(SwStr: t. 835,l. 242'; b. 26'6";dr. 13'3" ; a. 8g.)
A large strong wasp whose sting is severe
The fifth Hornet was built as the Confederate blockade runner Lady Sterling at Blackwell, England, in 1864; taken prize and set afire off Wilmington, N.C., by Bolus and Calypso of the Atlantic Blockading Squadron 28 October 1864; sold by the New York Prize Court to the Navy; commissioned 24 April 1865, Acting Master Joseph Avant in command; and renamed Hornet 17 June.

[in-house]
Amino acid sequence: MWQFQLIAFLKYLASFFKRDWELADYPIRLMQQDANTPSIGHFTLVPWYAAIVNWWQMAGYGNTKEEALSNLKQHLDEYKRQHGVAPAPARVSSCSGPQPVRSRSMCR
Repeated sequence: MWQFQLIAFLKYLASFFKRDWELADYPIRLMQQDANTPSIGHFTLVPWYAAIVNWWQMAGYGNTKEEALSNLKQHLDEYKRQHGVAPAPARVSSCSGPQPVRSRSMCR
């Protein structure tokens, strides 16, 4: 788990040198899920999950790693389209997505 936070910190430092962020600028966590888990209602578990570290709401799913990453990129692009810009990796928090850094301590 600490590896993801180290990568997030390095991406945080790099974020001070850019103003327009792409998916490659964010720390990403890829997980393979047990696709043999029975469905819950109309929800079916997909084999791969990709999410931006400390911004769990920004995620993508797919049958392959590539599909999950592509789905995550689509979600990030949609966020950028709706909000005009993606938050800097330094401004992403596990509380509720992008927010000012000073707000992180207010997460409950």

After fitting out at the Washington Navy Yard, Hornet carried President Andrew Johnson, Secretary of the Navy Gideon Welles, and their party to Point Lookout 22 to 24 July and subsequently cruised to Norfolk in late September. Departing Washington 22 October, she joined Rhode Island at Norfolk and sailed south to escort the surrendered Confederate ram Stonewall from Havana to Washington. Separated from the other two ships in a severe gale, Hornet returned to Washington 24 November, two days ahead of them. She then transported 115 men from Norfolk to the Receiving Ship at New York, putting in at Philadelphia after her voyage. Hornet decommissioned there 15 December 1865 and was sold to private citizens 26 June 1869.